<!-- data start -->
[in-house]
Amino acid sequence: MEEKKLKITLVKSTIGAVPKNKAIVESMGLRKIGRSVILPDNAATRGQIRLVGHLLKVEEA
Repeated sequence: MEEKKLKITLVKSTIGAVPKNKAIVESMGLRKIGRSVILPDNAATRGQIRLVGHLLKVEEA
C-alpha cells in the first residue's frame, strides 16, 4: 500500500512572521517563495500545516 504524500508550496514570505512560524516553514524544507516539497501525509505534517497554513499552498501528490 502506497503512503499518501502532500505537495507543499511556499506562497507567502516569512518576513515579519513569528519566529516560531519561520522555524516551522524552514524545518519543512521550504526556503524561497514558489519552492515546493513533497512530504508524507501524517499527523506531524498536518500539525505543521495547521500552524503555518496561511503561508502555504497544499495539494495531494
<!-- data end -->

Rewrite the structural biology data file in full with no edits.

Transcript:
[in-house]
Amino acid sequence: MEEKKLKITLVKSTIGAVPKNKAIVESMGLRKIGRSVILPDNAATRGQIRLVGHLLKVEEA
Repeated sequence: MEEKKLKITLVKSTIGAVPKNKAIVESMGLRKIGRSVILPDNAATRGQIRLVGHLLKVEEA
C-alpha cells in the first residue's frame, strides 16, 4: 500500500512572521517563495500545516 504524500508550496514570505512560524516553514524544507516539497501525509505534517497554513499552498501528490 502506497503512503499518501502532500505537495507543499511556499506562497507567502516569512518576513515579519513569528519566529516560531519561520522555524516551522524552514524545518519543512521550504526556503524561497514558489519552492515546493513533497512530504508524507501524517499527523506531524498536518500539525505543521495547521500552524503555518496561511503561508502555504497544499495539494495531494